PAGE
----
Destin, Fla.: Don't Call It the Redneck Riviera
Sunday, September 30, 2001
If you're in the mood for a calm and easygoing Florida vacation this fall, Destin might be your destiny. The coastline of the state's panhandle is a laid-back land. With sugarlike sands and azure waters, Destin and the surrounding beaches have long been known as part of the Redneck Riviera. But if you go looking for signs of the stereotypical South, you're liable to be surprised.
You know the South I'm talking about. Beaches littered with Confederate flag boogie boards, "Hell No We Ain't Forgit!" beer cozies and great-bellied, raspy-voiced guys sporting Kappa Alpha tattoos.
Oh sure, the Oldie Moldy South might rise again here and there, but it's pretty much gone with the wind. Actually, the wind remains -- mostly as delightful breezes. And there is a soothing, salving, much-sought-after simplicity here.
We recently rediscovered Destin -- the updated version -- on an extended family vacation. (The family was extended, not the trip.) During our week there, we found wine shops with vast selections, a first-class Barnes & Noble bookstore and restaurants that served terrific grilled fish and boiled shrimp and crab-and-spinach dip. We saw ads for a microbrewery and a karaoke bar, but nary a mention of blue tick hound dogs or mayonnaise sandwiches.
We sensed that the area had changed when we landed in Niceville, just east of Fort Walton Beach. The Okaloosa Regional Airport, part of an Air Force base, is quietly efficient. While waiting for the luggage, we saw signs at the coffee shop for cappuccino and espresso -- not EXpressos.
To accommodate the whole family, we rented an oceanfront condominium and a poolside cottage at Hidden Dunes, a low-key beach and tennis resort on the east side of Destin. From the sliding-door windows of the seventh-floor condo, the Gulf of Mexico looked like a Turner watercolor.
The cottage was tucked back among trees and shaded walkways and man-made canals with occasional fountains. Each morning, I spent quiet time reading on a second-story screen porch. Under a ceiling fan, shaded by a big old magnolia tree, I stayed way cool in the morning. Songbirds sang; mourning doves cooed; thunder rumbled in the distance as squalls moved along the horizon. We had a couple of short-lived showers, but they were as gentle and misty as sea spray.
There was time for small mysteries -- like investigating the strange clicking sound in the magnolia tree. It sounded as if it were raining toothpicks. Craning to look around a post, I saw a half-dozen bees at work inside one of the tree's magnificent flowers. As they scraped their wings on the thick satiny petals, they pushed the tiny matchstick-size stamens off the edge to fall noisily among the strong, stiff green leaves below.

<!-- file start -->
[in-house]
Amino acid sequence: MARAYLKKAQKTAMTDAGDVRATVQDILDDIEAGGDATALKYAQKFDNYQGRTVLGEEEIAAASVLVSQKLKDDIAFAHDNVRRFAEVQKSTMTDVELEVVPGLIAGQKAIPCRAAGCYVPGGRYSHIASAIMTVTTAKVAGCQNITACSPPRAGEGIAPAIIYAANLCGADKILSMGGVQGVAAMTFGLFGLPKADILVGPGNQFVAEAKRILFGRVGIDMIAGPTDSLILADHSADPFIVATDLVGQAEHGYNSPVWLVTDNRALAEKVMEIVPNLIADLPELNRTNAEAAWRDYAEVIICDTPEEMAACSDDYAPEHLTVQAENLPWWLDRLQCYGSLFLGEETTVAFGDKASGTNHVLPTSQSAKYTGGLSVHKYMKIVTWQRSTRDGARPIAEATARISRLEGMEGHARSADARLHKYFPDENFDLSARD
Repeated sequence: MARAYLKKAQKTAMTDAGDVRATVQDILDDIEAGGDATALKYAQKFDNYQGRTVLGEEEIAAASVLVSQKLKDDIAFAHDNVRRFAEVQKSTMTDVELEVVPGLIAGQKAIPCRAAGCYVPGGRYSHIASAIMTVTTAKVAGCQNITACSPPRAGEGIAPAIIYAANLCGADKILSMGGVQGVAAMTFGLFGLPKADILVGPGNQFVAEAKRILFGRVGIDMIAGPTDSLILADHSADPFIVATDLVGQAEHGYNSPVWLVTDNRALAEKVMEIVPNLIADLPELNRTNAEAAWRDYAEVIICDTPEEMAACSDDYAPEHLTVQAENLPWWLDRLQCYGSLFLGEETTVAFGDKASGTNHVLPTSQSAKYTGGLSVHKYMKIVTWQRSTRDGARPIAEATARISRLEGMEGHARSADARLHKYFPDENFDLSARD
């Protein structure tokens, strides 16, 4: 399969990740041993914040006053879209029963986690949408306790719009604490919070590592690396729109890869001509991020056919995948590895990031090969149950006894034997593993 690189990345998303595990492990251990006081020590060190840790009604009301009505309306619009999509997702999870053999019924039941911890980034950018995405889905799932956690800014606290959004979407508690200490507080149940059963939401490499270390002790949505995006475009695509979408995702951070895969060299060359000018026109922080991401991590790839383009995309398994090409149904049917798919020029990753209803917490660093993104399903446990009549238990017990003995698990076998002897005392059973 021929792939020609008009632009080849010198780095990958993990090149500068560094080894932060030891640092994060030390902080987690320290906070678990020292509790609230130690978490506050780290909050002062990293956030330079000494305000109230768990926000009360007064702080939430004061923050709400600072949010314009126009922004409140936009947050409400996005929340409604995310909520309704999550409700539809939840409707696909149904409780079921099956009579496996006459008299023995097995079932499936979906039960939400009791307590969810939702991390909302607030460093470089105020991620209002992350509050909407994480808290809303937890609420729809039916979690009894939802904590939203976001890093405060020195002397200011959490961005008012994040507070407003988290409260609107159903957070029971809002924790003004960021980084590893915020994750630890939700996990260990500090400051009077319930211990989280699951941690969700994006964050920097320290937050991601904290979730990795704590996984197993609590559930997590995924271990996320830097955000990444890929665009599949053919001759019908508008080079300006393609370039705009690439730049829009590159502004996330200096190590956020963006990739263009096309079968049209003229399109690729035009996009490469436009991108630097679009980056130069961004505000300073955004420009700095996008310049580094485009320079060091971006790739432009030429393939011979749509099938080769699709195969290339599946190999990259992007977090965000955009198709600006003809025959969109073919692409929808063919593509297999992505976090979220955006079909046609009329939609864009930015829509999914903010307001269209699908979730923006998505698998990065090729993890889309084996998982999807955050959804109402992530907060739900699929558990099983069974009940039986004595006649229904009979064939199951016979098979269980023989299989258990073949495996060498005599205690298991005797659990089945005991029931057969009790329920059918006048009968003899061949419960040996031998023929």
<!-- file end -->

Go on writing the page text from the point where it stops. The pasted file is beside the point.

Being a beach, Destin -- and its environs -- is dizzy with diversion. Water trampolines, parasailing rigs, goofy golf courses, Go-Kart tracks, bungee-jumping towers and bumper-boat arcades abound. But the main attraction is the blindingly ivory sand. Though Lido-like chair-and-umbrella concessions have taken over portions of the beach, there are still miles and miles of wonderful spots where families can flop on towels or plop into chaise longues. The land slopes gradually into the gulf, so the waves are gentler than on most Atlantic beaches. There is not much surfing here, only boogie- and skim-boarding.
On our many walks along the beach, we were struck by the new architecture of the Gulf Coast. There were, of course, the "Truman Show" dwellings: red and blue and yellow and cute beyond repair. Homes suffering from nouveau reach. Seaside, the frou-frou community (and filming site of "The Truman Show") created by Miami architects Andres Duany and Elizabeth Plater-Zyberk, is near Pensacola. Near Destin, we saw some lovely new Mediterranean-style beach homes with mustard stucco exteriors and rust-colored mansard roofs. And plenty of graciously designed and delightfully understated cottages.
We were also aware of the glorious diversity of the vacationers -- various ages and races and nationalities and, yes, stages of undress.
People come to Destin from all over. We met a young man who teaches advanced-placement history in a Dallas high school. He and his family had driven 12 hours, past other seductive beaches, to Destin.